What are the most common mistakes on immigration applications?
U.S. immigration law is complex and can be problematic for many individuals. United States Citizenship and Immigration Services (USCIS) requires precise methods in which to fill out, sign, complete and submit all immigration applications, petitions and benefit requests. This article discusses some of the most common mistakes that lead to rejections of immigration applications.
1. Incorrect Information, Mistakes, or Inconsistencies on Your Immigration Application
Many applications ask questions that are potentially confusing or misleading. You may misunderstand the application and fill in the incorrect information. Also, the applications require extensive amounts of information, and mistakes or inconsistencies can easily be made when filling out your forms. You will also need to visit www.crbdirect.org.uk and do a background check. U.S. immigration forms often ask for the same information more than once and it is easy to make a mistake or typo. It is important to always spell your name the same way on all documents and to check your forms over before filing them.
Unfortunately, errors, inconsistencies and mistakes can lead to your application being rejected. The forms themselves can be complex and if you need any help in completing your application, you should seek qualified legal assistance. Our Los Angeles immigration attorneys are experienced in all aspects of immigration law, and we can help you apply for your best immigration opportunity.
2. Providing Incomplete Information or Answers to USCIS
The U.S. government needs to have correct and complete information to process your application. You must fully and properly complete the various application forms. You should not guess or rely on your memory for anything of which you are not absolutely certain. Do not leave any questions unanswered. If a question is not applicable to you, write "N/A" for "not applicable." As mentioned above, it is very important that you make sure that you have entered your personal information correctly. All of the information on your passport or other immigration documents must match the information on your application.
Before submitting anything, we encourage you to check your first name, last name, any middle initial or middle name, date of birth, place of birth, country of birth, etc. for accuracy and completeness. Any omission may cause a rejection of your application. If you are submitting any foreign documents in support of your application, you must submit a certified English translation of the document. This must be a full, word-for-word translation, not a summary.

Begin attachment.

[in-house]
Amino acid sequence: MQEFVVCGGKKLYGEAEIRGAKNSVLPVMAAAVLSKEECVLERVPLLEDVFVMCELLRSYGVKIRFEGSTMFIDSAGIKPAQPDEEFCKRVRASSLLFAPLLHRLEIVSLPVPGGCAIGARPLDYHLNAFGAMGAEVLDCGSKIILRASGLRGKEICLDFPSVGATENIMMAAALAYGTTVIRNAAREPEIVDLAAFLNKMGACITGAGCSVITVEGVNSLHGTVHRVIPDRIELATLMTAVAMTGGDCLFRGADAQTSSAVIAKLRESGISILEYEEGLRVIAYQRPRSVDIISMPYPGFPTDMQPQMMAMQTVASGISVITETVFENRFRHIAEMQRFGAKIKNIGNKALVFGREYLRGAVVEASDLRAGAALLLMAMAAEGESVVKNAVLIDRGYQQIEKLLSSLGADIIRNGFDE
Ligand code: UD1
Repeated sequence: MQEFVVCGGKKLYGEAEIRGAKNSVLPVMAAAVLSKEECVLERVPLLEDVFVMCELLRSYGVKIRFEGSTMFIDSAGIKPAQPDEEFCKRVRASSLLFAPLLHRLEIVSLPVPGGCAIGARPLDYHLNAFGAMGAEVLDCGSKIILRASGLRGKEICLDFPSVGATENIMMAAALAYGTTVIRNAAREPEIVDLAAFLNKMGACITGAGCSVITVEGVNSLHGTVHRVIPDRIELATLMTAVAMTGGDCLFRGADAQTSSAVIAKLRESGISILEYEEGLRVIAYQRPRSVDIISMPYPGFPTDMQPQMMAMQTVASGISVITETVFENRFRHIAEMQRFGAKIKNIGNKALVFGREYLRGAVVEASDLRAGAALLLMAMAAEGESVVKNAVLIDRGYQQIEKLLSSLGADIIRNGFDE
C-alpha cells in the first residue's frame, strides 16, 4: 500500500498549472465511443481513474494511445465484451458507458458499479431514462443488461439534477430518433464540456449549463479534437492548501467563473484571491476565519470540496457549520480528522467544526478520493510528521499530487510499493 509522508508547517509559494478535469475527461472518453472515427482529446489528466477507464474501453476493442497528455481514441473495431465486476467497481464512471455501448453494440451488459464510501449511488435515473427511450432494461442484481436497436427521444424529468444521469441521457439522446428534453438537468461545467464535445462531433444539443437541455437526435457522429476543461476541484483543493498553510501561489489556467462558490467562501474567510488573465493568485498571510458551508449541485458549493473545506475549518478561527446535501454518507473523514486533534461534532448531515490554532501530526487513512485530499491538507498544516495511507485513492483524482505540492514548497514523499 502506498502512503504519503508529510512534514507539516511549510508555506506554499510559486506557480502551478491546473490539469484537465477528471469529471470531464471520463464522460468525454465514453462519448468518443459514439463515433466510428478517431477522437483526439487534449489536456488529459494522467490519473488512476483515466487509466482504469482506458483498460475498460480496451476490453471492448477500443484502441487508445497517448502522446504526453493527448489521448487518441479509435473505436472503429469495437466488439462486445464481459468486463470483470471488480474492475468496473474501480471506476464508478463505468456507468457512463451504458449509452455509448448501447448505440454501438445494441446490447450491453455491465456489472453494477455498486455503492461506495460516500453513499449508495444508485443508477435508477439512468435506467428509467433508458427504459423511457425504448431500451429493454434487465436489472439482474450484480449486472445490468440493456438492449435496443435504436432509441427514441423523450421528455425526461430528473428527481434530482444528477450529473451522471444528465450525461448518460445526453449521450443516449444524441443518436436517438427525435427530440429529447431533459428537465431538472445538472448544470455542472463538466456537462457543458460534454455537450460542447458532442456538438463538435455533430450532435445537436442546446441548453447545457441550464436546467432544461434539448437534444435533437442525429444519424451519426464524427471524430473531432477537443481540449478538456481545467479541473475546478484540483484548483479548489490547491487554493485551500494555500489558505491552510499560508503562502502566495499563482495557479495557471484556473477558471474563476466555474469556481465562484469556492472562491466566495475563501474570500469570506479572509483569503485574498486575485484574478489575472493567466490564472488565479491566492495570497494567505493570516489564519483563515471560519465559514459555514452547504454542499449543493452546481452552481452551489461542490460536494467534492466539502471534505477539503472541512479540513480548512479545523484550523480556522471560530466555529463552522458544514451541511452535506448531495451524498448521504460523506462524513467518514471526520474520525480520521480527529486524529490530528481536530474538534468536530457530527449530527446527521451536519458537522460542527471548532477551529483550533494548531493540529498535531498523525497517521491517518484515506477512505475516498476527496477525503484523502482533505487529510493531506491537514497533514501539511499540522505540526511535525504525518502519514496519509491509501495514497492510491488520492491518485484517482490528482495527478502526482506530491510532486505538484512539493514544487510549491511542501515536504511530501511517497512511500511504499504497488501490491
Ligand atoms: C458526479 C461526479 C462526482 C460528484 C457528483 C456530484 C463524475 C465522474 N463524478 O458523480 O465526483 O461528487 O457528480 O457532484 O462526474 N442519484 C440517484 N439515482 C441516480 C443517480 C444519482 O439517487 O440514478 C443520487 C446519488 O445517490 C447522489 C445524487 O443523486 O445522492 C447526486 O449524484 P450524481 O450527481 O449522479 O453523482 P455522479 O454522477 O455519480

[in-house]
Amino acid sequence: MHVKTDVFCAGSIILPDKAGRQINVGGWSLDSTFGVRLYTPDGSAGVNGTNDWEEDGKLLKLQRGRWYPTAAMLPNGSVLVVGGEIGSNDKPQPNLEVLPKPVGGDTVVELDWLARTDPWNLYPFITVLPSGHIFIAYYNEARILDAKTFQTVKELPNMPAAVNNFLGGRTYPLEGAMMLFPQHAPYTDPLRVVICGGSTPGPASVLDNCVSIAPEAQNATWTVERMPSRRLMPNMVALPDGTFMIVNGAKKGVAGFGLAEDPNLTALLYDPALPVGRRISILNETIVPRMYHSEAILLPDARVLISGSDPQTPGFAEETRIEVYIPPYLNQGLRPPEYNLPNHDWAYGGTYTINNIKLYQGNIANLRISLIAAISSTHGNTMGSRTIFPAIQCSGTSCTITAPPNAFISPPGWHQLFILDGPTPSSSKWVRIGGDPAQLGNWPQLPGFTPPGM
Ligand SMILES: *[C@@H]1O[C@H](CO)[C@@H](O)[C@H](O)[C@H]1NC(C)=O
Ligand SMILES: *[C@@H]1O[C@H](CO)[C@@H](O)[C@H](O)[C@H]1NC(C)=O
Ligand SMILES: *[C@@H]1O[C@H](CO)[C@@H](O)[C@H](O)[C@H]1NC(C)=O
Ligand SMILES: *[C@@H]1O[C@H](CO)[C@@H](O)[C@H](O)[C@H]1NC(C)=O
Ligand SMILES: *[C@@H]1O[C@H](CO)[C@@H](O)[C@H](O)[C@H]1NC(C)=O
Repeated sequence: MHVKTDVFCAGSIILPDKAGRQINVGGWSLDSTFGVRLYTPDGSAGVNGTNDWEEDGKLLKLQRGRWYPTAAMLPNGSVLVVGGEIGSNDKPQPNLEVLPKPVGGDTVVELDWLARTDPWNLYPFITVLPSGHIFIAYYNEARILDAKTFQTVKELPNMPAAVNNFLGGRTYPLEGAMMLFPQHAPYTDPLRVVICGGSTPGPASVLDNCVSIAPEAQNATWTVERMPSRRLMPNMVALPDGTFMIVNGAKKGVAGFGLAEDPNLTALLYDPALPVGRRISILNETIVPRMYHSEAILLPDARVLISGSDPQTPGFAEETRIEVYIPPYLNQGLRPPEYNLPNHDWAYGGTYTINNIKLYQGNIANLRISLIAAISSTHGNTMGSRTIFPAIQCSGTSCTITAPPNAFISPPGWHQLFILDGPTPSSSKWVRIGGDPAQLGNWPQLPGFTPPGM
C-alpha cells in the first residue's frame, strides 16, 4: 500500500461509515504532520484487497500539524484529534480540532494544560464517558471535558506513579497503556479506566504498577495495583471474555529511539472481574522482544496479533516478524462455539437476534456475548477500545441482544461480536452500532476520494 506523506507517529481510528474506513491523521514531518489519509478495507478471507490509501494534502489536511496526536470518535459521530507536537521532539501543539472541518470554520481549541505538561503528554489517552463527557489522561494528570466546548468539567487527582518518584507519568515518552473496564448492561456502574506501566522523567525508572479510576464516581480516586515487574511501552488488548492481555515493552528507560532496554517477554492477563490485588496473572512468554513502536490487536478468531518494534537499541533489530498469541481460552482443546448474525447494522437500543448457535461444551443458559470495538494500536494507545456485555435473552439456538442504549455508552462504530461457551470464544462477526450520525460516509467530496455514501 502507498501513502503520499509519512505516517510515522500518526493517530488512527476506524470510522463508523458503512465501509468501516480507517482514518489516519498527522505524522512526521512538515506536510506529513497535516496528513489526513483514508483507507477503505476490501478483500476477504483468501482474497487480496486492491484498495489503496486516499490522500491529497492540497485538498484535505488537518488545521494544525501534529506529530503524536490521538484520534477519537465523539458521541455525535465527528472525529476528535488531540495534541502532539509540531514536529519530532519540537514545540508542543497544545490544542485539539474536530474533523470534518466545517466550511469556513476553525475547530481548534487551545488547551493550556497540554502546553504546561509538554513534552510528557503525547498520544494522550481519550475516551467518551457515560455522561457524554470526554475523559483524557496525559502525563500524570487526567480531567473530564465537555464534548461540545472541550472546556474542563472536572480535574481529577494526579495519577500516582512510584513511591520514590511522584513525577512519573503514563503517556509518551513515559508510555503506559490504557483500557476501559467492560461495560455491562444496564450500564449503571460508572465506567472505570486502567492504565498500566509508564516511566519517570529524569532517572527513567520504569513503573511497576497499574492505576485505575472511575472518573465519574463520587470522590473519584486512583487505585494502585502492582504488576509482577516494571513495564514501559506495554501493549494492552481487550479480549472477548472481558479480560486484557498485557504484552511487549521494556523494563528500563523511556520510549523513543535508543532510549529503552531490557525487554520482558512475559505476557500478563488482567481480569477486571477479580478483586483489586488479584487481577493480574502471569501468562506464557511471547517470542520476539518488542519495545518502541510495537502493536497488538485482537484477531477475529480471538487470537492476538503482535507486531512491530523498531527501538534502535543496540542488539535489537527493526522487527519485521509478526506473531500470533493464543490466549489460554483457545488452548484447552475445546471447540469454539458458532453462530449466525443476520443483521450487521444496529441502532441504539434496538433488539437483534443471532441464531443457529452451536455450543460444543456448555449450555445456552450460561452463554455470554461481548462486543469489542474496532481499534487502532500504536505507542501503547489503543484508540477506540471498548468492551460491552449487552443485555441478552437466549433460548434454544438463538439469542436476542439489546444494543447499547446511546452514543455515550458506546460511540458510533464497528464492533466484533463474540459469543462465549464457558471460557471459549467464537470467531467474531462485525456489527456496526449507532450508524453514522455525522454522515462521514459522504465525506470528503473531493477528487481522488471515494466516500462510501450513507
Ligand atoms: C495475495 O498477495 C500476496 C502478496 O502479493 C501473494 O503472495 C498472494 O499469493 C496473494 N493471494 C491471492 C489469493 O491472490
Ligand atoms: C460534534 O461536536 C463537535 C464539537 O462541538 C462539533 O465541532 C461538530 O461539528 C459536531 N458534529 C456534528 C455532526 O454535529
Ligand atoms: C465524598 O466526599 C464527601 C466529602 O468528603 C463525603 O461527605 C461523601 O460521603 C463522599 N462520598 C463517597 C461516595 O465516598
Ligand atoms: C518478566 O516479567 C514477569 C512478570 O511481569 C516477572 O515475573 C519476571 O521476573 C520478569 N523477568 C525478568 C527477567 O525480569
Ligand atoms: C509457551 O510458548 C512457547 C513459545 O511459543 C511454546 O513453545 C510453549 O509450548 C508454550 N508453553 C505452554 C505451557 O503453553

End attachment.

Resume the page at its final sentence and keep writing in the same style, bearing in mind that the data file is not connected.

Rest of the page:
3. Submitting the Wrong Immigration Forms for Your Visa, Green Card, Adjustment of Status, or Citizenship and Naturalization Application
The immigration journey has many paths. There are many types of applications and forms, and some may accomplish similar things, such as renewing a green card. However, depending on your circumstances, there are differences in which application needs to be filed, and filing the wrong form can waste time, waste money, and waste your opportunity! The USCIS changes its fees, immigration process instructions, and forms frequently. It is important to carefully read the forms to ensure that you are sending the right form and double check the USCIS website to confirm that you are filing the right form, the right fees, and the right version of the form.
If you need help in submitting applications or determining where you are on your immigration journey, please call or email our experienced U.S. immigration lawyers in Los Angeles for a free consultation and immediate help.
4. Applying Without Being Eligible for the Immigration Status You Desire from USCIS
It is very important that you submit the correct application when you are pursuing your immigration goal. There are many means for gaining a visa, green card, or U.S. citizenship. If you use the wrong application, there can be serious consequences that may even lead to your removal or deportation from the U.S. For example, some green-card seekers living in the U.S. hope to apply for their green card without leaving the country for what's called "consular processing."
However, if the person's latest entry to the U.S. was unlawful, they are not eligible to adjust status or turn their green card application in to USCIS. This procedure is limited to people who entered the U.S. legally. In fact, submitting an adjustment of status application could result in their being placed in removal proceedings.
5. Filing an Immigration Application at the Wrong Address for USCIS
Even if you complete the correct application and have checked all of the information to make sure that it is accurate and complete, you still need to ensure that you submit the completed application form along with the necessary documents to the right USCIS office. Sending it to the wrong USCIS office will only delay your application. You will also need to attach the correct fee. Read the instructions on the USCIS website carefully. You should double check that you are mailing your application to the correct address. The last thing you want is to have your application rejected or denied because of an unnecessary error.
Immigration law is a complicated field; if you have any questions do not hesitate to contact our experienced Los Angeles immigration attorneys for a free consultation now.